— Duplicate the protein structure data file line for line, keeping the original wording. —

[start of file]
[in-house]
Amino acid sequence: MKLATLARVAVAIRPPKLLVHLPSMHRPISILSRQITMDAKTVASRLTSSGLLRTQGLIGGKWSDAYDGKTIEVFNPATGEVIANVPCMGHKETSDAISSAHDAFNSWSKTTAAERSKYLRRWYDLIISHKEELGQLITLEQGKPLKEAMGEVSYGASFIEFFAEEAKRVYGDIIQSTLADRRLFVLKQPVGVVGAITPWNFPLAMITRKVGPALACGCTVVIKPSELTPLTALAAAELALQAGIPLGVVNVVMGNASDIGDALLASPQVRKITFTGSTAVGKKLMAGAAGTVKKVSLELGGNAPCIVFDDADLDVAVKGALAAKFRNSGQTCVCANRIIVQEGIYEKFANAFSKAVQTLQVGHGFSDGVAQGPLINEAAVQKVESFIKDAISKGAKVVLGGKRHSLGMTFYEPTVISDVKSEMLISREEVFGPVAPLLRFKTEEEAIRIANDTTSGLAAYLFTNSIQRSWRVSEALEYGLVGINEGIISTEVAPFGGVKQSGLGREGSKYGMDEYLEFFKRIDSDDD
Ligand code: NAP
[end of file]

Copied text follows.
[in-house]
Amino acid sequence: MKLATLARVAVAIRPPKLLVHLPSMHRPISILSRQITMDAKTVASRLTSSGLLRTQGLIGGKWSDAYDGKTIEVFNPATGEVIANVPCMGHKETSDAISSAHDAFNSWSKTTAAERSKYLRRWYDLIISHKEELGQLITLEQGKPLKEAMGEVSYGASFIEFFAEEAKRVYGDIIQSTLADRRLFVLKQPVGVVGAITPWNFPLAMITRKVGPALACGCTVVIKPSELTPLTALAAAELALQAGIPLGVVNVVMGNASDIGDALLASPQVRKITFTGSTAVGKKLMAGAAGTVKKVSLELGGNAPCIVFDDADLDVAVKGALAAKFRNSGQTCVCANRIIVQEGIYEKFANAFSKAVQTLQVGHGFSDGVAQGPLINEAAVQKVESFIKDAISKGAKVVLGGKRHSLGMTFYEPTVISDVKSEMLISREEVFGPVAPLLRFKTEEEAIRIANDTTSGLAAYLFTNSIQRSWRVSEALEYGLVGINEGIISTEVAPFGGVKQSGLGREGSKYGMDEYLEFFKRIDSDDD
Ligand code: NAP